With regards to the noodles, I use ready made quick cook udon noodles which I buy from Tesco. Loyal followers of this blog may remember that I did once attempt to make my own but this was very hard work (you have to knead and walk on the dough multiple times and then hand roll the noodles!). I generally don’t mind putting in the effort if the end result is fabulous but in this case the final noodles were a bit rugged and rather stodgy.

My children don’t like onion and so I only put the crispy onion and spring onion on the adult plates. Likewise with the sesame seeds. Everyone likes the omelette topping though and the children squabble over who gets the biggest portion of this.


Serves 4

  • 4 x 200g cooked udon noodles
  • ½ a cabbage cut into very thin strips
  • 4 carrots sliced lengthways as thinly as possible and then cut into fine strips
  • 3 cloves of garlic finely sliced
  • A thumb sized piece of ginger finely chopped or grated


  • 2 tablespoons of sesame oil
  • ½ a teaspoon of ground white pepper
  • 3 tablespoons of soy sauce
  • 2 tablespoons of mirin
  • 1 tablespoon of rice vinegar
  • 1 teaspoon of dashi powder or MSG (optional – obviously don’t use dashi if you’re a vegetarian)

To garnish

  • Thin omelettes cooled and very finely sliced
  • Sesame seeds
  • Crispy fried onions (you can buy these ready made or make your own buy slicing an onion very, very thinly and then frying on a high heat in a lot of oil for 5-10 minutes until brown and crispy. Drain well on kitchen roll before using)
  • The green tops of spring onion

This makes a large amount. You will need a large wok, otherwise cook in two batches.

Heat a little oil in a large wok until hot. Stir fry the carrots for 1-2 minutes. Add the ginger, garlic and cabbage and stir fry for another 3-4 minutes until wilted.

Mix up the ingredients for the sauce and add to the pan, then stir in the cooked or straight-to-wok udon noodles. Stir fry for another couple of minutes until heated through and then serve.

Garnish with the sesame seeds, egg, spring onion and crisp fried onion (or any combination of these that you like).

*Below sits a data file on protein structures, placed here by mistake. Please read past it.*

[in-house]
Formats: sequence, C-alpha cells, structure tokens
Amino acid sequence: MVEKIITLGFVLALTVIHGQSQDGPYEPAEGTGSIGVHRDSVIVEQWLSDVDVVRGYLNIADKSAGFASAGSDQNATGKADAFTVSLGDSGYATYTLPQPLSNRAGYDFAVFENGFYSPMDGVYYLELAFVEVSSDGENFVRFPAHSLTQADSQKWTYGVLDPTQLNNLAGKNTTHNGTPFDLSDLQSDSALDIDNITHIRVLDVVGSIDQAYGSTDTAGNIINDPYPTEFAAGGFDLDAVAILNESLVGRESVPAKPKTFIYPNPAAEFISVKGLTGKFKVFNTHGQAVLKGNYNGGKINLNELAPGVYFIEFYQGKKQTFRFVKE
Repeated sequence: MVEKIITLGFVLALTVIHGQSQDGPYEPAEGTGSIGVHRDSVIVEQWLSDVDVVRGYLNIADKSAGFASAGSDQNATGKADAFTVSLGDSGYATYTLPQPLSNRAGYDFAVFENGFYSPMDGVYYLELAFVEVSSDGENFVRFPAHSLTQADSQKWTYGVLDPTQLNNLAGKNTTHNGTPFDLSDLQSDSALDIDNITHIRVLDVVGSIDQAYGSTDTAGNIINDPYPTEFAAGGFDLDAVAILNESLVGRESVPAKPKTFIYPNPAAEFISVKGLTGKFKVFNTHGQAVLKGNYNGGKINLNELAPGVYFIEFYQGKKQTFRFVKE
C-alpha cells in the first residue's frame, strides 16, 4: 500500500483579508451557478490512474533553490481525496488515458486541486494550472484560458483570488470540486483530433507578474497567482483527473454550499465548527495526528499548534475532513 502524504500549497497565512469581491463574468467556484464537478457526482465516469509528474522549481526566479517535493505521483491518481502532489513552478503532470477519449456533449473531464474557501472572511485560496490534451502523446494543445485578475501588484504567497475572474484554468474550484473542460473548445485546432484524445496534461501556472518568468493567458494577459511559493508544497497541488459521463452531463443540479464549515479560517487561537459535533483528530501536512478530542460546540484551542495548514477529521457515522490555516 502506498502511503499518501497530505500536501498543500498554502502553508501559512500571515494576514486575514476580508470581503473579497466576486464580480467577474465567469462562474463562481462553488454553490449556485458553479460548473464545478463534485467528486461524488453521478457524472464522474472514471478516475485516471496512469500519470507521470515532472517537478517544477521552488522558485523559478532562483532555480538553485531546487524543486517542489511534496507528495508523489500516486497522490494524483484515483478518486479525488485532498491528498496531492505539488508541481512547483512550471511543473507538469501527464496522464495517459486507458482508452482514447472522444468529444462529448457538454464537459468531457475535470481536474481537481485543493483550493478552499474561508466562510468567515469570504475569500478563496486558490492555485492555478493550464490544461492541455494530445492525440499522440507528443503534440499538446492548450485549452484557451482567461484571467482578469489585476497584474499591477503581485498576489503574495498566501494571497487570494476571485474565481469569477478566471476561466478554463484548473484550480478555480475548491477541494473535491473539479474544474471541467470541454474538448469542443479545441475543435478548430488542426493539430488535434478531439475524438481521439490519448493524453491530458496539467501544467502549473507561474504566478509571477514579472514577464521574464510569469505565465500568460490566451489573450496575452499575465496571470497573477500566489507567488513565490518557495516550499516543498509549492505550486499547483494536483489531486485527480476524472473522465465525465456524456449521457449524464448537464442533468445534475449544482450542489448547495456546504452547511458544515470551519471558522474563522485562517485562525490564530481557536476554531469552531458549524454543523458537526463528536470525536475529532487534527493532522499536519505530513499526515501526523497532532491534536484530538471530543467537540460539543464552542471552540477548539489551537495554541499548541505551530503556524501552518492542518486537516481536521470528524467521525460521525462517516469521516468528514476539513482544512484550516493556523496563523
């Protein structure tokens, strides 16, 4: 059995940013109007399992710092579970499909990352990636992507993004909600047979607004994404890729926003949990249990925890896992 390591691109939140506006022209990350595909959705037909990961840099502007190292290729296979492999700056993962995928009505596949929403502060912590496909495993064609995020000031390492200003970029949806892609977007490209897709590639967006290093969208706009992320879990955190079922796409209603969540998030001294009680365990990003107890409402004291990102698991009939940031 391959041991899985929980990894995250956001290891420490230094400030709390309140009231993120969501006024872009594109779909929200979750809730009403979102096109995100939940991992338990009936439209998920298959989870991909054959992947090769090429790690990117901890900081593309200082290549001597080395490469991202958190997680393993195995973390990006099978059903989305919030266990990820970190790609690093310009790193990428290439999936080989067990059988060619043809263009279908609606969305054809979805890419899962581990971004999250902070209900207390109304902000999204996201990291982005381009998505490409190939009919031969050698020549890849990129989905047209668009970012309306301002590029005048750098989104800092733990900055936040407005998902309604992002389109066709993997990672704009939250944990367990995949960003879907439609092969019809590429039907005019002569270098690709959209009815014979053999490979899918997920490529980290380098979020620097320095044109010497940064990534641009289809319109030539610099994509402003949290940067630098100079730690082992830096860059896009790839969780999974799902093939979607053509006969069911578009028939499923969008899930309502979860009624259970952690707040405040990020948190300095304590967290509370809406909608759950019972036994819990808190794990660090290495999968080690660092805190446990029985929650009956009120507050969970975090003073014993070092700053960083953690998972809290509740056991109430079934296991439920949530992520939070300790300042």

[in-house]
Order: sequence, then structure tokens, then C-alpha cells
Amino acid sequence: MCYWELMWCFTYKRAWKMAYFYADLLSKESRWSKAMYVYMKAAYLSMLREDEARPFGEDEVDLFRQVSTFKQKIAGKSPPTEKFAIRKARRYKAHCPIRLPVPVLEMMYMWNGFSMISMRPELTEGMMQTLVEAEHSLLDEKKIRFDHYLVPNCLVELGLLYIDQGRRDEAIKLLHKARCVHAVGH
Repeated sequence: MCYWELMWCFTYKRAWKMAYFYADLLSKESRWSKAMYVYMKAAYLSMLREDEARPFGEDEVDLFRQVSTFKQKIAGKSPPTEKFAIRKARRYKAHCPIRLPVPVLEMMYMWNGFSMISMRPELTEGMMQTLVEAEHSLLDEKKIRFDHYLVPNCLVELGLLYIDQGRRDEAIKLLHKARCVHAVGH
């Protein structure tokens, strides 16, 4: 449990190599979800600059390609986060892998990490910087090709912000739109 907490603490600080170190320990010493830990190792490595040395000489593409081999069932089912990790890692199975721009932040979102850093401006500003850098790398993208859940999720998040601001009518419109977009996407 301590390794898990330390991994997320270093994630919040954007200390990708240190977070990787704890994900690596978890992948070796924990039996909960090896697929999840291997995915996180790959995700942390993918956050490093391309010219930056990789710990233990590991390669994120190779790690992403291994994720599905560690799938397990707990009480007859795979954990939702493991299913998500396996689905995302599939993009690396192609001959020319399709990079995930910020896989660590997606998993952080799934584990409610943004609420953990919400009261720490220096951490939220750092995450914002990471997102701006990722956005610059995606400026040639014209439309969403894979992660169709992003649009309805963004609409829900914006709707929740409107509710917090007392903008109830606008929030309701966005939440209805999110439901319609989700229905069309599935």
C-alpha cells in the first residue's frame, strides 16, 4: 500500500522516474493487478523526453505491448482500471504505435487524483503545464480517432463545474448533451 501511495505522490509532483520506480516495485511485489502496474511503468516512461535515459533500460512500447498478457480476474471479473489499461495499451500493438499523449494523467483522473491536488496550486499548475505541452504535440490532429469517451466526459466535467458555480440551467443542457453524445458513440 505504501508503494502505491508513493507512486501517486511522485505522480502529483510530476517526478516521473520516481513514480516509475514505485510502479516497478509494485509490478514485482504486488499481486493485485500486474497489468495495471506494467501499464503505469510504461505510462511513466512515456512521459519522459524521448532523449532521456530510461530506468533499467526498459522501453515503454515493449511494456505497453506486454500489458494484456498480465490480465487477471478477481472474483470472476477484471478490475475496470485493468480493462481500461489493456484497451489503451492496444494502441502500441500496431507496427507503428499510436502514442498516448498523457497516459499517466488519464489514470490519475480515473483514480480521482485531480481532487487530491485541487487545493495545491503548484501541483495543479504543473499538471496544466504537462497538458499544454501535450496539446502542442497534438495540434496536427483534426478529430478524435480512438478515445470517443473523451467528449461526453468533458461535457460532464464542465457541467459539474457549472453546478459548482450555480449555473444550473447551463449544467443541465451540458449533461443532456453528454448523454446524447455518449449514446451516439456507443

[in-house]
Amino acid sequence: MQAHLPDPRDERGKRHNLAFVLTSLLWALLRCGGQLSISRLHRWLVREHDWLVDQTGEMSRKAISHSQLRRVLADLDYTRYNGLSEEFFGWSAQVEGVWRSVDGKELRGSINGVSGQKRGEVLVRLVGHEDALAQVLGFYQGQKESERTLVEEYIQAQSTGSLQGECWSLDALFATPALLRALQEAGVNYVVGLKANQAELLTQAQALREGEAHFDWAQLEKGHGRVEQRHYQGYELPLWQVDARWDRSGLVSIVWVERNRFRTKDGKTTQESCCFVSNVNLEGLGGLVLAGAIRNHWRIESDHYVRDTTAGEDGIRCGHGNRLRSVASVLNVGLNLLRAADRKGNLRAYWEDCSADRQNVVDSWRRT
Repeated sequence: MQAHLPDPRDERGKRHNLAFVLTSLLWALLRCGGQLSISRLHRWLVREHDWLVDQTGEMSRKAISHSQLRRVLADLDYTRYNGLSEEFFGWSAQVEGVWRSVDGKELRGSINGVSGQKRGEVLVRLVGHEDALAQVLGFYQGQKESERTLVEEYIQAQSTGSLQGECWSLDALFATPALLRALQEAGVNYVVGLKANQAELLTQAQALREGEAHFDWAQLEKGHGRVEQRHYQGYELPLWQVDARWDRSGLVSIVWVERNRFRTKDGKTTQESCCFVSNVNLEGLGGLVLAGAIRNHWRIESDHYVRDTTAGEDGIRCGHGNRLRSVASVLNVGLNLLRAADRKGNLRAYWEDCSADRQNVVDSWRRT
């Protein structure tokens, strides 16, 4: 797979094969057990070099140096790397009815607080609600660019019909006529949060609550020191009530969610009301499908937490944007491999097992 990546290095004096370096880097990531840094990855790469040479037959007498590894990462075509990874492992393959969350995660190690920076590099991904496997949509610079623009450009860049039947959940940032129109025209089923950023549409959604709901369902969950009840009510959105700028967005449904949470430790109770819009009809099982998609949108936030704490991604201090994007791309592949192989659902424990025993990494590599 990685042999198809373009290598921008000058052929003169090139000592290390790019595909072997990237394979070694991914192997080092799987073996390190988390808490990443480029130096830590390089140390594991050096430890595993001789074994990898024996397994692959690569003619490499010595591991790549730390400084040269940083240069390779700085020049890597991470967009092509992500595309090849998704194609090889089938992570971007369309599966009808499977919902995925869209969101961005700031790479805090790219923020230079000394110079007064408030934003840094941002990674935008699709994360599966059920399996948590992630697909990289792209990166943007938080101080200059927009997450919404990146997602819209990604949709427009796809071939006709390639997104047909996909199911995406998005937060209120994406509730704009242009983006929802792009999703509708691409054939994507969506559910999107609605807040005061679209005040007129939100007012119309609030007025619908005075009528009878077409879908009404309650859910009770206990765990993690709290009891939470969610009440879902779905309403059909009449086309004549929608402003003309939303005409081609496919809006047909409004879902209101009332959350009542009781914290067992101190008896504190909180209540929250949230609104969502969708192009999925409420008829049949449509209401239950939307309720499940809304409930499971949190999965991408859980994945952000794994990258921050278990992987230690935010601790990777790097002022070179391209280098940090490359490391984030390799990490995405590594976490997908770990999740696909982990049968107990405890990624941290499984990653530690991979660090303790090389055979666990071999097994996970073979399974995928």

I’ve completely failed in my new year’s resolution to be a more exciting cook. Slowly I’ve crept back into lazy habits and three months on I’m cooking mainly tried and tested old staples that are already on this blog.

I’ve not yet told you about this one though. It’s a really easy way to transform any piece of meat or fish into something more exciting. You can buy teriyaki sauce ready made in a bottle but it’s much nicer (and cheaper) to make your own.

This is in memory of our epic holiday in Japan which was exactly a year ago. We just have to wait 9 more years before we get to go again.

Teriyaki sauce

Makes about 6 tablespoons

  • 120ml of mirin (Japanese sweet rice wine)
  • 60ml of Japanese soy sauce
  • 1 tablespoon of caster sugar

Put all the ingredients in a small saucepan. Bring to the boil, turn the heat to medium and simmer for about 4 minutes until syrupy.

Any unused sauce can be kept in a clean jar in the fridge.

Using the sauce

Lightly season two chicken breasts with salt and pepper and fry on a medium heat with a little oil until just cooked through (I cook mine for 5 minutes each side).

Spoon over 3 tablespoons of teriyaki sauce and continue to cook for about a minute spooning over the sauce all the time to glaze the chicken. Remove the chicken from the pan and slice thinly.

Serve over rice and drizzle over any remaining sauce from the pan.

This is also nice served over a simple green salad.


For Japanese style rice cook according to the guidance in my post Sushi rolls but omit the vinegar, sugar and salt and serve while it’s still warm.

This technique can also be used for steak, pork or fish.


A year ago in sunny Japan some geisha asked to have their photo taken with Elizabeth and Eddie. Today we’re in Nottingham and it’s raining.

Sushi rolls

sushi rolls 4